Food often looks better in a photo studio, through a photographer’s lens. And the American Swedish Institute’s contemporary addition—all two-story windows and spare white walls—has this same art-gallery effect on the dishes at its new café, Fika.
Take the ultra-Scandinavian open-face seafood sandwiches, for example. One is piled with plump shrimp (dressed with aioli and speckled with fish roe) and rippled butter lettuce, then topped with purple-onion hoops, cucumber discs, and egg with its yolk cooked to a golden putty. House-made rye comes loaded with seared salmon, beet, watercress, and creamy mustard. Both taste as good as their neat compositions look: fresh and briny, cool and crisp, earthy and rich.
Among the choices on the brief chalkboard menu, classicists will do well with the Swedish meatballs, accompanied by mashed potatoes and lingonberries. But they should be encouraged to branch out to the more demure spelt salad, which pairs the chewy nubs of grain with raw vegetables and dill yogurt. Nutritious eating rarely tasted so good, thanks to chef Michael Fitzgerald, a onetime Auriga employee who can sometimes be spotted slipping among the tables, checking on guests and bussing dishes.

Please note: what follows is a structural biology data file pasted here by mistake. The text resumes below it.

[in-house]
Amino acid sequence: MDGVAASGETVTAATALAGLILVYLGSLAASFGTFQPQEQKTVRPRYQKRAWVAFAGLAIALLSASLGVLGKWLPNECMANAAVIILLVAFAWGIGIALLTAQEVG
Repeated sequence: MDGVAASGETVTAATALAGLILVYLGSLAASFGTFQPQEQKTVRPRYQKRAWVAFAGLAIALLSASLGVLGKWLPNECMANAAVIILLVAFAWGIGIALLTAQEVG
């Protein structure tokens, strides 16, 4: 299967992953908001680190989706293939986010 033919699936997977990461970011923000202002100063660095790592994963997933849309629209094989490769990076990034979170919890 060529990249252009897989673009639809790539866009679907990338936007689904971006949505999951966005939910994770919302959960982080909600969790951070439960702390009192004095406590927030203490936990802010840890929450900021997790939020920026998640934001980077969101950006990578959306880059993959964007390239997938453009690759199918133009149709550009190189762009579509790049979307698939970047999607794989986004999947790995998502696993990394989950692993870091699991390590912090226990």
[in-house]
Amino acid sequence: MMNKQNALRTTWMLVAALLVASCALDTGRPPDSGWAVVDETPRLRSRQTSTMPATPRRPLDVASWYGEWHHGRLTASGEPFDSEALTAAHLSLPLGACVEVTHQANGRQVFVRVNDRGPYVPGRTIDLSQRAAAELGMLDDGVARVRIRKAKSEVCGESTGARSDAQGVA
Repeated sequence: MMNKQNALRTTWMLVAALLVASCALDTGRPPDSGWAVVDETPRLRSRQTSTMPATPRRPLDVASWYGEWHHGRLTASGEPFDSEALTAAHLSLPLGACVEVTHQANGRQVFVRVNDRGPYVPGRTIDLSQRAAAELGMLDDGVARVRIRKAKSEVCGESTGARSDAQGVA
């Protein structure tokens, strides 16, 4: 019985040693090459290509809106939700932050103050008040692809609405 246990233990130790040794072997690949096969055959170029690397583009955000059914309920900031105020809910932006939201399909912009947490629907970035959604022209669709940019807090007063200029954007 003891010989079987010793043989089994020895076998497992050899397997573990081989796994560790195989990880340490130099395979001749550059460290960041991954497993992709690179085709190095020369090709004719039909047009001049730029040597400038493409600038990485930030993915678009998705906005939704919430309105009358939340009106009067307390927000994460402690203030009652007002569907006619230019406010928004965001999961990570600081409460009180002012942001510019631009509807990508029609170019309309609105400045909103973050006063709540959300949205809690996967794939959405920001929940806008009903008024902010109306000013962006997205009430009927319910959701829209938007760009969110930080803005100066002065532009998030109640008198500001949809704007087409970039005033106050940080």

Fika’s weekday crowd tends to be white-haired museum-goers, but there’s no reason that neighboring residents and office workers shouldn’t take advantage of the place for lunch or the café’s namesake coffee break. The dark roast pairs especially well with a thumbprint cookie or cardamom roll.